Most of us like a balloon, they remind us of childhood memories and birthday parties and kicking them around like footballs or having a helium balloon and making your voice go all squeaky by breathing in the gas.
Balloons can be lovely things – but unfortunately they can also be deadly to wildlife. Now a child letting go of the odd balloon – well it happens doesn’t it and it always will, but organised balloon releases on a mass scale are quite rightly getting a very bad press.
The issue being whilst the balloons look lovely drifting off into the sky to travel to who knows where and take some so called sentiment of celebration or loss with it, the truth is they come down, all of them, and the second they land and burst, they turn into litter. All sentiment and meaning gone, they are just litter. Pieces of colourful rubber, foil and ribbon littering our towns, countryside or seas. Wherever they land they just joint the MacDonalds packaging, the lager cans, the cigarette butts and become another piece of litter.
The danger is when the land or reach the seas they pose a real threat to wildlife as many animals get caught up in the ribbon or strings and can’t free them selves and worse than that, many birds, turtles and other animals often mistake balloons for food which can then cause illness or death. Ingested balloons can block an animals gut meaning they can no longer take on proper food and they then starve and die.
Given that 70% of the earth is covered in water, it’s a strong bet that many balloons will end up in the seas and oceans and cause harm to marine wildlife. Turtles are particularly at risk as they eat jellyfish and a balloon with a ribbon hanging from it, to a turtle, looks very yummy and so many turtles have suffered from the effects of eating these thinking they are jellyfish and again, these balloons blocking their stomachs and causing death.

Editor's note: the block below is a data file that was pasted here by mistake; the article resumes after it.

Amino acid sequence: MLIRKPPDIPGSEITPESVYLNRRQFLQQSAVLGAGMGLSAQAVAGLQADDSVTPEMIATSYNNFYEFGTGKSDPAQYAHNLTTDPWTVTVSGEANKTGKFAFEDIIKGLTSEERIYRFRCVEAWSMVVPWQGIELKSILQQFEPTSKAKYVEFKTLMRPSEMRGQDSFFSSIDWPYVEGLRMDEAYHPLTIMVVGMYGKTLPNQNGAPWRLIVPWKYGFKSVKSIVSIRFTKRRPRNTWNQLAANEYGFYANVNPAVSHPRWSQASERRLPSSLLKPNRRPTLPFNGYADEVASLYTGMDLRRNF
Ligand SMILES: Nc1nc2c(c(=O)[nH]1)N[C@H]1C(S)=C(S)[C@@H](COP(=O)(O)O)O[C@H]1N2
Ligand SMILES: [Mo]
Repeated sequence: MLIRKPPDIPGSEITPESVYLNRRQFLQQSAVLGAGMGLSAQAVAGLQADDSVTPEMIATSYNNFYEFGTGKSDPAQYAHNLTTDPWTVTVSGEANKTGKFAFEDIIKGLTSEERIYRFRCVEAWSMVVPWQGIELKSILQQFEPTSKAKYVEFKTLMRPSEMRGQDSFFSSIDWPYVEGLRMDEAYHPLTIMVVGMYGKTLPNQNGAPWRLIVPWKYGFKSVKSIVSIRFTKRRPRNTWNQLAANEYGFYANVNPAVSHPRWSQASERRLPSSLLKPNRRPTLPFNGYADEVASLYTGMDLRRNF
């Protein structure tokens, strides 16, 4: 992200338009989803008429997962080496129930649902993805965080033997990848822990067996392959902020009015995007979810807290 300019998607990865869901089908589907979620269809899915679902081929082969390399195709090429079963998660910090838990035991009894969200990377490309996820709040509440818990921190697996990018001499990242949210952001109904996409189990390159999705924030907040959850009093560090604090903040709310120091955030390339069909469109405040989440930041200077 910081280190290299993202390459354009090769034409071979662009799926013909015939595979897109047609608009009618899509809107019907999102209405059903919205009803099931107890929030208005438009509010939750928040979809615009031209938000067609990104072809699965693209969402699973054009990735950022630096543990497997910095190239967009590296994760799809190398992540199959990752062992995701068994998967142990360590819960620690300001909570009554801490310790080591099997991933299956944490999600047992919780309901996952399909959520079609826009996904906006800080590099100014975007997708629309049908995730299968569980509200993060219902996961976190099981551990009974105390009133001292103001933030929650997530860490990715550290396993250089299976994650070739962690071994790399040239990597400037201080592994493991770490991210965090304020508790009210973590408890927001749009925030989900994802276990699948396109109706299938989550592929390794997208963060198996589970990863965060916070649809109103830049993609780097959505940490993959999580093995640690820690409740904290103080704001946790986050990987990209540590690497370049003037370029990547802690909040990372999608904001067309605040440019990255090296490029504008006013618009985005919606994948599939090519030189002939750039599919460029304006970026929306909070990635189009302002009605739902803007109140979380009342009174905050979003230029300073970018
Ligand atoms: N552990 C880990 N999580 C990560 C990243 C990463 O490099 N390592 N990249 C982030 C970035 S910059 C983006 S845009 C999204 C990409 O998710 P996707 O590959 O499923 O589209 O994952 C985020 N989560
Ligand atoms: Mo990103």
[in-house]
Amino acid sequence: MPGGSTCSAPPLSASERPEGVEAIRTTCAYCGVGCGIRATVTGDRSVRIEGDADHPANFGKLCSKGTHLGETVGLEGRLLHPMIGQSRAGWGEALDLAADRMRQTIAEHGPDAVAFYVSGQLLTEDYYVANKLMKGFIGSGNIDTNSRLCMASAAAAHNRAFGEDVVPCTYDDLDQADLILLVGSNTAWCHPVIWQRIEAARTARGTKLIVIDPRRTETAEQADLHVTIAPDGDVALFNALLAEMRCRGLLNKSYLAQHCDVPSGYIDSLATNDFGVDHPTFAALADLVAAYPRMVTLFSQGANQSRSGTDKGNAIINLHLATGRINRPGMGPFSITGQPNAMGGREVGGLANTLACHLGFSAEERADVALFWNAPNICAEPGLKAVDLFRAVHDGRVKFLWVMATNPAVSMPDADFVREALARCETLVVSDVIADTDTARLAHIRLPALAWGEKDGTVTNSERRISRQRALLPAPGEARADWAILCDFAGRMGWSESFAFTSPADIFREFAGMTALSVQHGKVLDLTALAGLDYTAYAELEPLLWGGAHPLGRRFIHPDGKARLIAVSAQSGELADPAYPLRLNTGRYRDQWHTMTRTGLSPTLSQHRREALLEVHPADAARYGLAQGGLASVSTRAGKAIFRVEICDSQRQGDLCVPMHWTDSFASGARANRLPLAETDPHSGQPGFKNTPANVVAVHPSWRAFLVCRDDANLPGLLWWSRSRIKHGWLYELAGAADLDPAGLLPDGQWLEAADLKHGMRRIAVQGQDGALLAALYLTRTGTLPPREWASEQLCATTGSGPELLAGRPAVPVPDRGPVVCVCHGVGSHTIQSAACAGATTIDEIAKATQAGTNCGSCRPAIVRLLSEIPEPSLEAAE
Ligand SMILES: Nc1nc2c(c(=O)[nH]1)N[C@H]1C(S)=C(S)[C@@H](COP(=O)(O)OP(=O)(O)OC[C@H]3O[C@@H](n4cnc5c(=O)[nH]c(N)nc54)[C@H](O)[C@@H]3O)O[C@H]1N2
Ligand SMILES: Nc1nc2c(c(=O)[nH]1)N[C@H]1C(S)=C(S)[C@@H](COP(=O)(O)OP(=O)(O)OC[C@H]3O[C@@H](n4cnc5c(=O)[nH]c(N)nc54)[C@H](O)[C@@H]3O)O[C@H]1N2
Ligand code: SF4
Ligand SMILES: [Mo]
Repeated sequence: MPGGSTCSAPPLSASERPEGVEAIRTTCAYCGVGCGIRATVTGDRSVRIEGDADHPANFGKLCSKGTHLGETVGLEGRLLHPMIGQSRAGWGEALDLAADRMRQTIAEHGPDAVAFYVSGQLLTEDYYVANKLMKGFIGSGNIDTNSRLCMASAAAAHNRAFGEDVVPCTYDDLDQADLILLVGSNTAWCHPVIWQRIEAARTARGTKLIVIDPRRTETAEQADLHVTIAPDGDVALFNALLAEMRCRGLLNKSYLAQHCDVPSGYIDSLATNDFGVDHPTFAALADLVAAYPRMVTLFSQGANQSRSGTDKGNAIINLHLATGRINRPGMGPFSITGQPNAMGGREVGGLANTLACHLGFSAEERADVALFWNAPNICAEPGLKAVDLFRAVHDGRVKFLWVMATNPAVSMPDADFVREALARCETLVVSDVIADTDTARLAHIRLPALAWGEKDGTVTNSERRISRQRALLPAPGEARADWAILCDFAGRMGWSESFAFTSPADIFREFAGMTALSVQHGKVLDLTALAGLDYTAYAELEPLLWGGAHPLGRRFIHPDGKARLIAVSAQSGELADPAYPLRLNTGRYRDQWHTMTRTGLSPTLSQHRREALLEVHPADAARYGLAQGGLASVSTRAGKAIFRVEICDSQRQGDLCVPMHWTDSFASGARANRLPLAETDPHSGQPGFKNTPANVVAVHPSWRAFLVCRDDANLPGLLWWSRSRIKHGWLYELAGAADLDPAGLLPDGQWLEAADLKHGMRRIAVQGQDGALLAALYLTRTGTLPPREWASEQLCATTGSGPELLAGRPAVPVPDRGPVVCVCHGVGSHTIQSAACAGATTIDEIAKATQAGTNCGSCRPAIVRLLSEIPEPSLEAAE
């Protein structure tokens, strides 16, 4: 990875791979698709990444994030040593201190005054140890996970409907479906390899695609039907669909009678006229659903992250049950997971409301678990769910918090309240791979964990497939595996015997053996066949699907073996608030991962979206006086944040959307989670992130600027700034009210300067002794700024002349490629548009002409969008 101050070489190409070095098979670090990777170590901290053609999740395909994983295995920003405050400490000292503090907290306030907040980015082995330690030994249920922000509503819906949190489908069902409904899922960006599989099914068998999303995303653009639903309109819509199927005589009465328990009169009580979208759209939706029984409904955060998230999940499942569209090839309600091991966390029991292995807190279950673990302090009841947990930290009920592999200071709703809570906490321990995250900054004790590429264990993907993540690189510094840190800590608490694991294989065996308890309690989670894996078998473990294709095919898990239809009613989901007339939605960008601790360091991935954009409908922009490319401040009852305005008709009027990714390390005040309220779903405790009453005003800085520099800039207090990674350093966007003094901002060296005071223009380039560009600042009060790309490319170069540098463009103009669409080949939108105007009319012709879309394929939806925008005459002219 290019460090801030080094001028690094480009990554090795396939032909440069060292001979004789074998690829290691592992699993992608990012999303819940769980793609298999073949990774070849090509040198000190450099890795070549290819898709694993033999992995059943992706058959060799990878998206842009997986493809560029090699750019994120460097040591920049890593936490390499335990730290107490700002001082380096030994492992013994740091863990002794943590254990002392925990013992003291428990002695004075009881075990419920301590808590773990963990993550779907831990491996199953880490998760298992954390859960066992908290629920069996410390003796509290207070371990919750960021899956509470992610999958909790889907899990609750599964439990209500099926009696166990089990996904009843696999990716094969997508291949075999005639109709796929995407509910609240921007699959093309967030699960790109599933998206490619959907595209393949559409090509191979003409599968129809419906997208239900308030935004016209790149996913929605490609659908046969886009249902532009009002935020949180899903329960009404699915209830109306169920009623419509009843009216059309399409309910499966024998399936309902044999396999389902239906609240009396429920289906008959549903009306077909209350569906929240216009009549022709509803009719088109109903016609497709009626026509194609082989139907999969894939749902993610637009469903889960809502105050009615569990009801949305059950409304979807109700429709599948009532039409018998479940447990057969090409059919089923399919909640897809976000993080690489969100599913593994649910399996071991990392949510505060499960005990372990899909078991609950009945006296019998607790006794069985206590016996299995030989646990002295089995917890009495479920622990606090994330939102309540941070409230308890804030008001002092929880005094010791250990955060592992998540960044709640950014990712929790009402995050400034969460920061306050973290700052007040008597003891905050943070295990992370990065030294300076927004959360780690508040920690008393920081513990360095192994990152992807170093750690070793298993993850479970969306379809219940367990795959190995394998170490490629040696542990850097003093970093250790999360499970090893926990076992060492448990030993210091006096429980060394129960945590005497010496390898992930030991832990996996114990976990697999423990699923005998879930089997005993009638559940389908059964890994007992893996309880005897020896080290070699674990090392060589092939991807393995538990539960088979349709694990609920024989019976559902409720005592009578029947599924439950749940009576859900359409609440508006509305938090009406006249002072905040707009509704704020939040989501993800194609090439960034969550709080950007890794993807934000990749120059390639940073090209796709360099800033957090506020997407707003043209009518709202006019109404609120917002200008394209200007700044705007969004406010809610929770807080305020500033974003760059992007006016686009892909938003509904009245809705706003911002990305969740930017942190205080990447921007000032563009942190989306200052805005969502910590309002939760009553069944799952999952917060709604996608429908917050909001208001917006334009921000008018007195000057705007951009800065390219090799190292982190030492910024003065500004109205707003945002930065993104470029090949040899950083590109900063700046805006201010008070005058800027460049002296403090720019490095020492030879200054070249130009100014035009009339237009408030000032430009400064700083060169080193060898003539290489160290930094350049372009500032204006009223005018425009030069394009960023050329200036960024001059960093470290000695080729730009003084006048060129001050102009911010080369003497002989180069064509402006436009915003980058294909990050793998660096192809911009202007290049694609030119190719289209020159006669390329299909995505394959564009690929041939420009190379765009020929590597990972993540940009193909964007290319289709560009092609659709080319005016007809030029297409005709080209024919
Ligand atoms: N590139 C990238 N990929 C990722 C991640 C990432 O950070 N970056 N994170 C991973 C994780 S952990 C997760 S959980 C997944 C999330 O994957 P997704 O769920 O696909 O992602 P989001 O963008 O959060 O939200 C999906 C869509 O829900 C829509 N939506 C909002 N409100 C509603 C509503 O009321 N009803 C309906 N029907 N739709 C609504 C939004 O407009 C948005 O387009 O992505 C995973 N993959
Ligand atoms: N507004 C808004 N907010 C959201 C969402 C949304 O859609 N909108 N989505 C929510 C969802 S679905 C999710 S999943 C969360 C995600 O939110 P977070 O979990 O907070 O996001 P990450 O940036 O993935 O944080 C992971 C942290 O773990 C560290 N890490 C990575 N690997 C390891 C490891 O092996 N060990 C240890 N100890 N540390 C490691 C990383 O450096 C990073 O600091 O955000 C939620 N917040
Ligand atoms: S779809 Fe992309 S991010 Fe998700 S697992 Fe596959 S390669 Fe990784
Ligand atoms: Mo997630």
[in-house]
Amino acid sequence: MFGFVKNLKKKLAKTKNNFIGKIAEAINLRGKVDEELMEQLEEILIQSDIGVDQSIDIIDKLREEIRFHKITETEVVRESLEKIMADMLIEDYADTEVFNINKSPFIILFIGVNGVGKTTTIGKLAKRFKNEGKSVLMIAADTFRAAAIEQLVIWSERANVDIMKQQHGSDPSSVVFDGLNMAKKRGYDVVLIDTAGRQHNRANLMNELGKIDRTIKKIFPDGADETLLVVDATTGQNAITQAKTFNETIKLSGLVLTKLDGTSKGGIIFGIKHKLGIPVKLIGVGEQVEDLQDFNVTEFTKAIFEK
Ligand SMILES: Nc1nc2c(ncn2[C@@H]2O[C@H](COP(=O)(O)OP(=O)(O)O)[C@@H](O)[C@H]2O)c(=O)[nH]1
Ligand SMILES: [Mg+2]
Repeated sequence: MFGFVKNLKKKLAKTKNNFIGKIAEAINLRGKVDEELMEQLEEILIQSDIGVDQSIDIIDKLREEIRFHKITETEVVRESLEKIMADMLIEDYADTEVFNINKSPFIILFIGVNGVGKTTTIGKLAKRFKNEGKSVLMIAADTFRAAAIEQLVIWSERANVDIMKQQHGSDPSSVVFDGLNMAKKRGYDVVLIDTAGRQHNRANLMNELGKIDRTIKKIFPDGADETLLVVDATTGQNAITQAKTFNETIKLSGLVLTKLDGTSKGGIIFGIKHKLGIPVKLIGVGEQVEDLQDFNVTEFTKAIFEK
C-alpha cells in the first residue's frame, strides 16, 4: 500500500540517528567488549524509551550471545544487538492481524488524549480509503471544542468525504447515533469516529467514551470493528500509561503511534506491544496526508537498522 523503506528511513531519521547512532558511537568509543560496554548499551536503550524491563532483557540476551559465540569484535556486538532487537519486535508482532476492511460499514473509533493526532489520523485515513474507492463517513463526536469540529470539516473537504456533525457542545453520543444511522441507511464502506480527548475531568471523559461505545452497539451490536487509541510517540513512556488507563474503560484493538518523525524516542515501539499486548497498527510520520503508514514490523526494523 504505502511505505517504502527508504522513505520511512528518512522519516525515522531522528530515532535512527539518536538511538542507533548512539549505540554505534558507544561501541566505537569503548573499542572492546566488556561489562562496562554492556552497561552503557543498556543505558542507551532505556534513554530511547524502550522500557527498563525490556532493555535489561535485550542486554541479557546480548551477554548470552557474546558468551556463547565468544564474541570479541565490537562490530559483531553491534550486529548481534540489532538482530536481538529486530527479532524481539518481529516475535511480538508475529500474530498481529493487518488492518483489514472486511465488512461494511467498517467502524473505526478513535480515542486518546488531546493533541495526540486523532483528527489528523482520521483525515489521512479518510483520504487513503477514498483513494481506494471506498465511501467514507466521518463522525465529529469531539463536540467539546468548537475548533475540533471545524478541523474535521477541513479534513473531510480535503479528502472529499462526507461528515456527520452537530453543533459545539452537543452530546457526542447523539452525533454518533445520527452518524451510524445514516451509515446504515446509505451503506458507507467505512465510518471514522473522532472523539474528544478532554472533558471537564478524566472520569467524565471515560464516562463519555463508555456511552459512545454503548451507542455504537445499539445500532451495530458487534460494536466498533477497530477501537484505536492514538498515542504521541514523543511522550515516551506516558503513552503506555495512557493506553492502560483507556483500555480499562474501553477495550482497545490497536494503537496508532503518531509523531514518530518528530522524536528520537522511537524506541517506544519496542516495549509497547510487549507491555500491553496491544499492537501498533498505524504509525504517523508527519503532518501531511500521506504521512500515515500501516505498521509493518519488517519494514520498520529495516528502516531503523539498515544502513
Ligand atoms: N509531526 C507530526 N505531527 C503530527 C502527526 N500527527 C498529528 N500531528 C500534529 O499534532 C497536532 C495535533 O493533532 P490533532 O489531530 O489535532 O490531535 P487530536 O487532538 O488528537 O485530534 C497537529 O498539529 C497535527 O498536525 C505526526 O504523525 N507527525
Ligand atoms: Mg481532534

According to the Marine Conservation Society the number of balloons and balloon pieces found on UK beaches has tripled in the last 10 years and this must be largely attributed to mass balloon releases. Whilst I can appreciate the meaning behind balloon releases, we like to think we are sending love, or thoughts up with the balloons in the hope that a loved one drifts off to peace or that good thoughts once let go will somehow come to fruition, the truth is, it’s just a whimsy from childhood and a pretty image of balloons being let go into a big open sky full of possibilities.
There are far better ways of celebrating someone’s life or congratulating an achievement. Ways that are not a danger to the environment and ways that can have a positive impact and a long lasting memory. Commemorating someone who has passed would be far better remembered by everyone scattering some flower seeds or planting a tree, something that can enhance the environment we live in and grow and be enjoyed by others and feed wildlife or house wildlife. Is this not a nicer longer lasting way of showing respect to that person and respect to the planet?
Look on Instagram under balloon releases and you’ll find so many pictures of weddings and losses and the pictures look beautiful, I’m all for a good photo, but there are consequences that are a lot less beautiful. I don’t want to post pictures in this blog pretty balloons being released anymore than I want to post pictures of hurt or dead animals, I can’t stand that on my Facebook timeline so I’m not going to include them in my blog to subject you to, but Google it, this is the link and you’ll see the impact.
Below are some of the balloons that LitterWombles have collected over the past year.
If someone suggest to you a balloon release to commemorate someone or to celebrate something, suggest back to them that planting trees or scattering wild flower seeds might be a more respectful way of showing you care.